Friday, October 8, 2010

Watercolor Demo: Pineapple Guava






Watercolor Demo




This post is a demonstration of painting a watercolor painting from start to finish. The subject of this demo is egg-shaped green fruits, called pineapple guava. The fruits' waxy skin turns blue-gray when the light hits the surface. In this demo, you will see how to use wet in wet and basic layering techniques.





1. The Plan:  First, with watercolor, you always need to plan ahead. Because of  the nature of watercolor, once you paint it on, there is no going back. So, it is always a good idea that you plan ahead, maybe do a little color sketch to figure out what you want to do. 


I plan I to leave the background white in this painting, so I decided that the objects at the foreground will be darker in value and more saturated in color than the objects closer to the background. The leaves at the back  will be lighter in value and also muted in color to create depth in this setting.

2. Sketch it out: Lightly draw the contour drawing. I sometimes mark down the cast shadow and high light area, so that later, I can see more clearly which area is which.






3. Start with the fruit:
a. Wet the area of  one of the fruits with clean water.

b. While the area is still wet, apply the first layer of color.

c.   Again, while the area is still wet, apply second layer of darker color which is the form shadow of the fruit. 

d. Repeat the steps 3a-3c for the other fruit and the cast shadow.

e. I have decided to make the fruit at the far back lighter, so I just do a simple wash on it.

4. First layer of the branch: Mix some brunt umber and green to paint the first layer of the branch. Once you have painted the branch, we need to wait for it to dry to paint the second layer. Since we need to wait, I start working on the leaves next.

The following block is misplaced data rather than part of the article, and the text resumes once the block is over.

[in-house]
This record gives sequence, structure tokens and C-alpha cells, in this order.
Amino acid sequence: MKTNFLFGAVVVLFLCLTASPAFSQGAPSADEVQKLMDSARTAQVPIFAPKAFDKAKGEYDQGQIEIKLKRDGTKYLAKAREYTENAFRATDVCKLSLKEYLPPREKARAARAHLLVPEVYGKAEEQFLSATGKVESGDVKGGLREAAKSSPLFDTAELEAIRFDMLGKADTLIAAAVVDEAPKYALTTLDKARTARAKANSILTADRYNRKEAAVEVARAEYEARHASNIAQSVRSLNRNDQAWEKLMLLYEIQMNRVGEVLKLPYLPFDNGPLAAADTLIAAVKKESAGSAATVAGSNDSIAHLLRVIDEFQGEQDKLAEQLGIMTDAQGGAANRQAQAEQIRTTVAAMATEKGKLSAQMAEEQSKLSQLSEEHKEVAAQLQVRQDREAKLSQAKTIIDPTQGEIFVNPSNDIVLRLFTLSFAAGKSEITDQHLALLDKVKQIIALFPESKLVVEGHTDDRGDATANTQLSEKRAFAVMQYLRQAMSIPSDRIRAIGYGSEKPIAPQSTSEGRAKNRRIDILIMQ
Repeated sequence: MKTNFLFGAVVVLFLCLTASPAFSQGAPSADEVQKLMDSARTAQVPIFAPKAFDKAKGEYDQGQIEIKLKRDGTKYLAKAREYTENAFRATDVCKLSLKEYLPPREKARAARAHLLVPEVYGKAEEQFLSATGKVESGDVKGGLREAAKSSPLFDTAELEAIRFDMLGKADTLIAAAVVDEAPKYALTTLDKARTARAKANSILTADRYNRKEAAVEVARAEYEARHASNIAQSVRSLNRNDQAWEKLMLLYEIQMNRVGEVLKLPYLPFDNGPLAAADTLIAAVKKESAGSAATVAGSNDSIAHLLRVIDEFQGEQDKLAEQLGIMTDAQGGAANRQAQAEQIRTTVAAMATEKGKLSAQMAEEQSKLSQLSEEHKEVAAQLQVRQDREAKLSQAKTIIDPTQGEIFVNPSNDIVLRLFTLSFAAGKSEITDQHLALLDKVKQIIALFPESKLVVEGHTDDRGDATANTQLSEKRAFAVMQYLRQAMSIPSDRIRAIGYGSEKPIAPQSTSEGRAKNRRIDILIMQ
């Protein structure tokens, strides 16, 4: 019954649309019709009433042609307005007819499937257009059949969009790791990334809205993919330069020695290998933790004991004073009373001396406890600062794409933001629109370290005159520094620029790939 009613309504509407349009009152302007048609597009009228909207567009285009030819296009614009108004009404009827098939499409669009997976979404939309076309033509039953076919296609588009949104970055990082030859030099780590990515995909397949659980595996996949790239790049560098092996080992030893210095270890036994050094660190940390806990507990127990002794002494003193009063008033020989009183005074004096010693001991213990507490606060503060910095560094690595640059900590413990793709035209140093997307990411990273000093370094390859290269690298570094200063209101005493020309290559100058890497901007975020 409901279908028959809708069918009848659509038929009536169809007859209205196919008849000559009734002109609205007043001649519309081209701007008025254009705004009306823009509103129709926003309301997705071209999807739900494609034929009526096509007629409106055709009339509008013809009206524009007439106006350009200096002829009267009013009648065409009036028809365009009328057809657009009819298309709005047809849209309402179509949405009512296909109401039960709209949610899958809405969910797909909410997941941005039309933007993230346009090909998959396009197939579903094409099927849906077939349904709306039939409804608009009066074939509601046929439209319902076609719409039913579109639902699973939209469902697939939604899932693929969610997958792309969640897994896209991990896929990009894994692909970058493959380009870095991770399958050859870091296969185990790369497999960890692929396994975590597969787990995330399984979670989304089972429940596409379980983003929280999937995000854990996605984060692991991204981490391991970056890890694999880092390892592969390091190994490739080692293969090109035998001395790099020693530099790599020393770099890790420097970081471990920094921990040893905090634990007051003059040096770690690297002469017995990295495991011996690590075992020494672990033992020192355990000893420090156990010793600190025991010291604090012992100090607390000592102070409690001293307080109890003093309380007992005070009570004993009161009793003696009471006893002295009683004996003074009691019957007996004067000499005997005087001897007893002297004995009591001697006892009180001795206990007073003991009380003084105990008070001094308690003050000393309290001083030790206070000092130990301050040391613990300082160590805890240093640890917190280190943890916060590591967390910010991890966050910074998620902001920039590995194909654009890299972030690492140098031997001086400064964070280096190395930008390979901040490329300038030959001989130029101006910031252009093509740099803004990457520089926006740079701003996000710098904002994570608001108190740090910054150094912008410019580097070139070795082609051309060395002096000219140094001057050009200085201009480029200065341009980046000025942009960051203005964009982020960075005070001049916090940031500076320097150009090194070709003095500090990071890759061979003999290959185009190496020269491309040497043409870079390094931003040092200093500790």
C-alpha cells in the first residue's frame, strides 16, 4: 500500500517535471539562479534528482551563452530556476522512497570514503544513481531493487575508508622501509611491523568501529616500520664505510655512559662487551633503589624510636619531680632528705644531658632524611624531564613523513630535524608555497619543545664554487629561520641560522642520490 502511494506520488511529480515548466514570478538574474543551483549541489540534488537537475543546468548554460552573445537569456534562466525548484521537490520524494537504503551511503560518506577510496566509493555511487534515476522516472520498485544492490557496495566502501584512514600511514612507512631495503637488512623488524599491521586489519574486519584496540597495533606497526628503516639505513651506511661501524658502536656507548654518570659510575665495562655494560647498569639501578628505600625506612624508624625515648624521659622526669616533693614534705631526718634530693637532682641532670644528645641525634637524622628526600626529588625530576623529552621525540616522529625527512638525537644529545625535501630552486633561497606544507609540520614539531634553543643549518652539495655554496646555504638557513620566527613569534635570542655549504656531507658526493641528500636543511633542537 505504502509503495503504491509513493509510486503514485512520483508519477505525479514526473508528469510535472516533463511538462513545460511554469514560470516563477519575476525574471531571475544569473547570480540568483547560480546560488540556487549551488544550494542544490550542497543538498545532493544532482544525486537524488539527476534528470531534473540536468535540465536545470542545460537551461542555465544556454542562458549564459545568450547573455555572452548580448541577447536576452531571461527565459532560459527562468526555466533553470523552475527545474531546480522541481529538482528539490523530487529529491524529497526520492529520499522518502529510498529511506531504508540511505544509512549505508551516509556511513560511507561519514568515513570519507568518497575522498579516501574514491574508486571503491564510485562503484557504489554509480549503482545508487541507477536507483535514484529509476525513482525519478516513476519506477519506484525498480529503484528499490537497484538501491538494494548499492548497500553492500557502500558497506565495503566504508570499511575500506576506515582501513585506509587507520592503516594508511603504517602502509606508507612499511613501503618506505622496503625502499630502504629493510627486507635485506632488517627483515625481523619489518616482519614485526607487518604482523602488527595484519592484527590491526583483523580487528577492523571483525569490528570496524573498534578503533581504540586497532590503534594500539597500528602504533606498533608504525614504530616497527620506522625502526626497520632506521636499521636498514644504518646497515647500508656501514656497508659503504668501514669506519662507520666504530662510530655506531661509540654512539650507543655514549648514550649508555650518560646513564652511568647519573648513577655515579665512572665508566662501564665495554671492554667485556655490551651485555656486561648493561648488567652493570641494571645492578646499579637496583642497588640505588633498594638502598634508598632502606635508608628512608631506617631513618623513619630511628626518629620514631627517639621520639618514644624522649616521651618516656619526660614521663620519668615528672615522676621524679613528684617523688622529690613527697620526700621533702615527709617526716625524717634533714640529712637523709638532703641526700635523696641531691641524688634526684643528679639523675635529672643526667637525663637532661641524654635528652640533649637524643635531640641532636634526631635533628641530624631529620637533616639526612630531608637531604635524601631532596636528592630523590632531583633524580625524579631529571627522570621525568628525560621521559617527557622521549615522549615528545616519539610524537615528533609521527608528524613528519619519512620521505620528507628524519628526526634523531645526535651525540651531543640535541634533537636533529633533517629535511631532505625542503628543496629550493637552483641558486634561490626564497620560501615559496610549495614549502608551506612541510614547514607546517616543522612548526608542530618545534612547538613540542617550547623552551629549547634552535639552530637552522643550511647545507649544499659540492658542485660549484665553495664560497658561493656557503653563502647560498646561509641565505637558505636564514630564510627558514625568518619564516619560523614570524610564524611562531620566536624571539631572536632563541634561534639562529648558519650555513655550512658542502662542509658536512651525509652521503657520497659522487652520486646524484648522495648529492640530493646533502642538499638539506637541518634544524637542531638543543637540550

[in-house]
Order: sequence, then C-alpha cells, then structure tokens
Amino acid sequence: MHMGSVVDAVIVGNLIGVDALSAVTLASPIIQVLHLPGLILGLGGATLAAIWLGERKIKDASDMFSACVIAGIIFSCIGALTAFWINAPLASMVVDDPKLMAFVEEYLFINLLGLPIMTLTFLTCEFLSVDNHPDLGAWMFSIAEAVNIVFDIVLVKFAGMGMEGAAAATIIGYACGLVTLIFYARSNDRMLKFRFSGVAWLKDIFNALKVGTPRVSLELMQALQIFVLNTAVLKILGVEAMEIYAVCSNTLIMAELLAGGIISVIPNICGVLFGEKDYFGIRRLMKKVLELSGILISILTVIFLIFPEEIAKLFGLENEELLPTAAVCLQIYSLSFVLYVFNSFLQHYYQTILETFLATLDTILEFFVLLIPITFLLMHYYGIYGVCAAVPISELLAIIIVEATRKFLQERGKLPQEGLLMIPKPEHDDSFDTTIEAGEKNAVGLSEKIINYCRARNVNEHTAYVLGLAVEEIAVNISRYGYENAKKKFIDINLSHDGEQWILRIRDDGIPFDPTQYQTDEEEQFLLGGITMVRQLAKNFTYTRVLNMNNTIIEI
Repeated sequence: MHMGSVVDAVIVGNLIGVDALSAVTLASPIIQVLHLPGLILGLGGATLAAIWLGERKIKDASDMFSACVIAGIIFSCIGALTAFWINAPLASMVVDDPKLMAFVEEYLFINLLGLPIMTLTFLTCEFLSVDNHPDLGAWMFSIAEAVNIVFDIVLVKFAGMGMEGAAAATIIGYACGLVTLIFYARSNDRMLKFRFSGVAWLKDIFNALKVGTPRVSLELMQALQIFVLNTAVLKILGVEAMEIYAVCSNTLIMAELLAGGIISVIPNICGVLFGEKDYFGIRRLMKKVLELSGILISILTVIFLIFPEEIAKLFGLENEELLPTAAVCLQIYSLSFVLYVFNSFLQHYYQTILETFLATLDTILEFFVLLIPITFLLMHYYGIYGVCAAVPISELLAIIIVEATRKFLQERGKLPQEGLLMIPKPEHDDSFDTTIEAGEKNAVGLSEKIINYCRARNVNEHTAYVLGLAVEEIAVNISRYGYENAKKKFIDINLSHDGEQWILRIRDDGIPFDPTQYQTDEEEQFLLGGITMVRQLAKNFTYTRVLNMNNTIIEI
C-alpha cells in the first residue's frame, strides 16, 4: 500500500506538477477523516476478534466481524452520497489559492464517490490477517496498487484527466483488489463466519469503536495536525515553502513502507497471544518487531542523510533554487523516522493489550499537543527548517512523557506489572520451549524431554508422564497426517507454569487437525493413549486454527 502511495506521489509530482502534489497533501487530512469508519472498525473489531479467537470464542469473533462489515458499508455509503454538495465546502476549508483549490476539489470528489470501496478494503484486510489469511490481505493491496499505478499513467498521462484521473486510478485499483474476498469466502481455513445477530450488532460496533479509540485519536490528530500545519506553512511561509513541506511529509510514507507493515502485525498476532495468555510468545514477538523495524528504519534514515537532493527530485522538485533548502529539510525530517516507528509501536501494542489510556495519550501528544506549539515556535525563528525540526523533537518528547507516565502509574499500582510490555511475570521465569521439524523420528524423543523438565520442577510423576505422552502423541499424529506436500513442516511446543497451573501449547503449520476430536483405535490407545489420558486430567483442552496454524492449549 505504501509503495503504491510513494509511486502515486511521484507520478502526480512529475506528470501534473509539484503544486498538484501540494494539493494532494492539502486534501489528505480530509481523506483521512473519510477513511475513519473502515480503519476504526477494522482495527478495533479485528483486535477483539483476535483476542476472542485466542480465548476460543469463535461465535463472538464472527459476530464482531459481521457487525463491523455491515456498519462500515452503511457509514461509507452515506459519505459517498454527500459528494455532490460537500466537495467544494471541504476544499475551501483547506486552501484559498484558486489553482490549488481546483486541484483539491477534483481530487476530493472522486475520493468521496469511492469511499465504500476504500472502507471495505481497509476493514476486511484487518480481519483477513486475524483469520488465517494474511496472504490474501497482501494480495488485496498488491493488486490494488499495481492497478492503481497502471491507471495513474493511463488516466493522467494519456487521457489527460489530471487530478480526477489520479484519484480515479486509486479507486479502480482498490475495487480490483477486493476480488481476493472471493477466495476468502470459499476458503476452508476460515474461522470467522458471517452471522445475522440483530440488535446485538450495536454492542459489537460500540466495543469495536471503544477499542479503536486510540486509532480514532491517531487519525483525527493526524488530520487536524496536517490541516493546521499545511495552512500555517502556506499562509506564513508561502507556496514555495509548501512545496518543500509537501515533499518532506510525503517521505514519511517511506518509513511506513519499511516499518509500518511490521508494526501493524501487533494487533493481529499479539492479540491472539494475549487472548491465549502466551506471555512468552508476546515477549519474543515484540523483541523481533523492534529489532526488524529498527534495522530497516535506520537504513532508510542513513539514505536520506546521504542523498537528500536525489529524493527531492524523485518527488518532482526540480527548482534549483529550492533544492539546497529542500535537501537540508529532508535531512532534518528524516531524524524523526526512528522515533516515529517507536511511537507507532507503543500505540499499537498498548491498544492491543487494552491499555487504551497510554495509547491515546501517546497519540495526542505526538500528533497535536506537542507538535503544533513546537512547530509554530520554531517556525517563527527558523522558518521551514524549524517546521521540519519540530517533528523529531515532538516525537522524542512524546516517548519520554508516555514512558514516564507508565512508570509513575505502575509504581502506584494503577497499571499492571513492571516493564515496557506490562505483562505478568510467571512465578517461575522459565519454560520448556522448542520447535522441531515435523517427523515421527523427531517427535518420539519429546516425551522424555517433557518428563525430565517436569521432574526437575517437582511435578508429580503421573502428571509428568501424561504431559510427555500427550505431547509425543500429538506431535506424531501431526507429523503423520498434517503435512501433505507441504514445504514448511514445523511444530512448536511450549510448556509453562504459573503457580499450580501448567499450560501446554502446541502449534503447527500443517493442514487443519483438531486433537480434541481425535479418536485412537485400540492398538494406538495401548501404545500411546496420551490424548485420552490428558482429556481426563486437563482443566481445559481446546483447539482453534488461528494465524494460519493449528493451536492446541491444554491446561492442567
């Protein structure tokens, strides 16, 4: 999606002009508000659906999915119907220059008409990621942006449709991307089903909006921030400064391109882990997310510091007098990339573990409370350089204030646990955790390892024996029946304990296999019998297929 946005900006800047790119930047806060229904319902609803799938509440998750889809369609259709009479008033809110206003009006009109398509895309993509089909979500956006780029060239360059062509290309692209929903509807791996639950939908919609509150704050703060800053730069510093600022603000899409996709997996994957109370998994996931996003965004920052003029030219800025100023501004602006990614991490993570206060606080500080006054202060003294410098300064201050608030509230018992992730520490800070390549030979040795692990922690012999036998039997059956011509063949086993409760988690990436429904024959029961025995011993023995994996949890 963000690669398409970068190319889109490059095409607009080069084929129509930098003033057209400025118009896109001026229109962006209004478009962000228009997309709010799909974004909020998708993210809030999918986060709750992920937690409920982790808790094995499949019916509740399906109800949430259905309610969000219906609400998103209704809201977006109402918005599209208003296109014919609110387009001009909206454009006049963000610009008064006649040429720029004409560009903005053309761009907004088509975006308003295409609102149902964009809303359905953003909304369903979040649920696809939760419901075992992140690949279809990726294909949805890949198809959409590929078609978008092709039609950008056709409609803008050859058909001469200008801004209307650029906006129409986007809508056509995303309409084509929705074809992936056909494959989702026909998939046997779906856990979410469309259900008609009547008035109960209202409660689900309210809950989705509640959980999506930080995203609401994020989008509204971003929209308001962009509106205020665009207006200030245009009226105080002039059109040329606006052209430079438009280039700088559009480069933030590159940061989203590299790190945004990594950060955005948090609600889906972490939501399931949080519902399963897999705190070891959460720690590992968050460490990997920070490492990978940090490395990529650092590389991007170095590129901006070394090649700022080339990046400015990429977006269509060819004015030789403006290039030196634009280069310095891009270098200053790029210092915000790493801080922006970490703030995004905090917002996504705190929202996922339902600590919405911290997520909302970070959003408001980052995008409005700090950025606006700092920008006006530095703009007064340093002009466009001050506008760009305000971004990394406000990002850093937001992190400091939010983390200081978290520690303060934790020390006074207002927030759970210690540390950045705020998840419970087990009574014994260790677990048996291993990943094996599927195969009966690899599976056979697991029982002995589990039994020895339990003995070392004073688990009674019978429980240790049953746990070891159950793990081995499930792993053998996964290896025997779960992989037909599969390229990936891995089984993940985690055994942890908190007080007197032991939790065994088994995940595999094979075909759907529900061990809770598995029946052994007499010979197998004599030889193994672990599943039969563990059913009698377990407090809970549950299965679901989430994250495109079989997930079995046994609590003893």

5. Patches of Leaves:
a. Painting one leaf at a time, leave thin white gaps to indicate the thickness and the texture of the leaf. It will look like patches of paint are connected together.

b. Once you finish a leaf, move on to another leaf and make sure the surrounding area is dry.

c. Apply second layer of paint using wet on dry to darken some of the leaves. You can see the leaf on the far right was not dark enough, so I added another layer of watercolor on it to make it darker and create some texture at the same time.

Bottom of the fruits: Start with a wash of yellow-green. 
After the first layer dries, use the wet on dry technique to apply the darker colors.



7. Detail touch-up: Now go back to do another layer of shadow on the branches and create te textures of knots.

Using smaller brushes to achieve painting small detail area.

Detail of the finished painting.

The finished painting. That is how you paint fruit using both the wet in wet and wet on dry techniques. 


Article and artwork by Hsuan-Chi Chen.